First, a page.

By 1989, when I completed my bachelor’s degree, the universe seemed to agree with me.
On September 13, 1989, the front page of the New York Times ran an article about a study led by the former president of Princeton University, William Bowen, that concluded:
Unless preventive steps are taken soon, American colleges and universities face a major shortage of faculty members starting in the next several years…
Perhaps most surprising of all, the greatest shortages were not predicted in STEM fields, where we find them today, but instead, among the disciplines, like Theatre, in the Humanities and Social Sciences where, the “Bowen Report” warned, the nation needed to double its production of Ph.D.’s.
To the generations of crestfallen doctoral program graduates who have come up short in the job market in the decades since then, let me promise: I am not making that up.
One of the reasons for the predicted shortage was a wave of anticipated retirements. In the 1950’s and 1960’s, America began opening up access to higher education to more people.
In the decade between 1960-1970, community colleges like NECC (founded in 1961) were opening at a rate of one each week.
A lot of new professors were hired, and thirty years later they had to leave their posts, thanks to mandatory retirement ages.
Federal rules regarding the age of retirement were established, and are occasionally amended, by the Age Discrimination in Employment Act (ADEA) of 1967. By 1986, Congress had amended the act numerous times, prohibiting mandatory retirement ages for most workers in the United States, but college professors were exempted, and still required to put away their chalk (yes, we still used chalk back then) and leave their classrooms by age 70.
And so it was that, just as I started my master’s degree program in the fall of 1989, the Bowen Report could confidently predict the Academy would desperately need me and a bunch of other newly minted Ph.D.’s a few years later.
Then, while I was in the doctoral program at Michigan State University, Congress asked the National Academy of Sciences to study the ADEA and its impact on college teaching. In 1993, they recommended removing the exemption for college professors that required them to retire by age 70. Congress agreed, and prohibited mandatory retirement ages at colleges, just as the ink was drying on my dissertation in 1994.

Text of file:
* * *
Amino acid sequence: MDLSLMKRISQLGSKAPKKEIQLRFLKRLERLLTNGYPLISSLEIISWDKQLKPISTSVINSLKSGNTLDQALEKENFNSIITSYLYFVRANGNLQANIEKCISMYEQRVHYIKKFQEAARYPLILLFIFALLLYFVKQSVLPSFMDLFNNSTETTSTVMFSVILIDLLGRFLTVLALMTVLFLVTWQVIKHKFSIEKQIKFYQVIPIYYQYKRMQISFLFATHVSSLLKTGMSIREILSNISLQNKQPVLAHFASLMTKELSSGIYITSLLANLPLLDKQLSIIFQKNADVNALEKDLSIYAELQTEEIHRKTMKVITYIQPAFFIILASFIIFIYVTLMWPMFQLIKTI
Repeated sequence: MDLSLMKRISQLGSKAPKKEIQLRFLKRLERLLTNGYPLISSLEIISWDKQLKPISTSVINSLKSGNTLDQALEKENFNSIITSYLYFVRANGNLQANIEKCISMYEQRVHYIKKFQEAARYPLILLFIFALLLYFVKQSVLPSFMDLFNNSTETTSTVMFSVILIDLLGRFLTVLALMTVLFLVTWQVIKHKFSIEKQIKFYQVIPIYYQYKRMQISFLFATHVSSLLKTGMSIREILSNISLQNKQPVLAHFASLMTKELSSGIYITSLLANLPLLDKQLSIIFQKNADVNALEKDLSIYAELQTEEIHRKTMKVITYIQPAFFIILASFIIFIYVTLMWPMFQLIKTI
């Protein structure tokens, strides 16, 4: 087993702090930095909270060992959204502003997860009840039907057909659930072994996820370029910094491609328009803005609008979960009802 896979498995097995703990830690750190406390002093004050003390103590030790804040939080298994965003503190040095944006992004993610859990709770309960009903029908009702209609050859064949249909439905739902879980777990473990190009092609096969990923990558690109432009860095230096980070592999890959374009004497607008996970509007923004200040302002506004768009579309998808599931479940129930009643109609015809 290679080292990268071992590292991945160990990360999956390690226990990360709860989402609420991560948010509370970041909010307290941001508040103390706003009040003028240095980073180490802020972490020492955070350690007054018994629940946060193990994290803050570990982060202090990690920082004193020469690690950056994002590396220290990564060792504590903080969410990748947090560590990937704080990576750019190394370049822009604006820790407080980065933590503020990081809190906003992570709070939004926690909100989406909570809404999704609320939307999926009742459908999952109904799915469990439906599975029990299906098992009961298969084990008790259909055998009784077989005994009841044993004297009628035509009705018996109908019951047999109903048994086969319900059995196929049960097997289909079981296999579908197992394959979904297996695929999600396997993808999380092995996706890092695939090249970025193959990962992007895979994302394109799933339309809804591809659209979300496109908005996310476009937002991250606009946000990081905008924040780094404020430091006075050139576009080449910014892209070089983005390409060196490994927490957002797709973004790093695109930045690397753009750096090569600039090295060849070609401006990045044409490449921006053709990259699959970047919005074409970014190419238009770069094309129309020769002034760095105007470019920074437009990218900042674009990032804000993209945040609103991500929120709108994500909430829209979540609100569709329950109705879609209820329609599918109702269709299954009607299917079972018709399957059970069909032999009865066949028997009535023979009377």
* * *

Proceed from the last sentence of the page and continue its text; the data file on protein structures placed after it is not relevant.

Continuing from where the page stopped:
I entered an academic job market that year that was still battered by an economic recession from the early ‘90’s, now coupled with delayed retirements, as more faculty stayed on the job, particularly in the humanities and social sciences.
Accident #4: Big Tobacco Pays Up
And so, I cobbled together a living as an adjunct instructor at a local community college; a writer for magazines and newspapers, and for Gale Research, the company that published encyclopedias (now online journals) for any topic you can think of; and as a part-time technical director for a scene shop, building sets and teaching carpentry, painting, and lighting to aspiring designers and stagehands.
As it turned out, there was a need for more, and better trained, stagehands out there in the Midwest.
So I went to work with area employers like the Wharton Center at Michigan State University, the Lansing Convention Center, and the Interlochen Center for the Arts in northern Michigan, along with one of the oldest trade unions in America, the International Alliance of Theatrical Stage Employees (IATSE), to create what at the time was the first federally registered apprenticeship program for stage technicians in the country.
The students in Lansing Community College’s Michigan Stage Technician Apprenticeship Program took classes in carpentry, rigging, welding, and basic electricity, along with theatre history and dramatic literature; and they received paid on-the-job training as stagehands for the travelling tour of Phantom of the Opera, at Rolling Stones concerts, on movie production sets, and other glamorous, and not-so-glamorous, places.
My jack-of-all-trades approach to earning a living actually turned into my first full-time job as a college professor, teaching classes in the Liberal Arts Division of the college, while coordinating an apprenticeship program in the Careers Division.
And my approach to working with employers and community organizations caught the attention of the college’s leadership at a particularly opportune moment.
In 1998, the “Big Four” tobacco companies entered into a Master Settlement Agreement with the attorneys general of 52 states and territories, as a result of tobacco-related healthcare expenses. The companies agreed to significantly reduce the marketing of their products, especially to youth, and to pay states more than $200 billion over 25 years.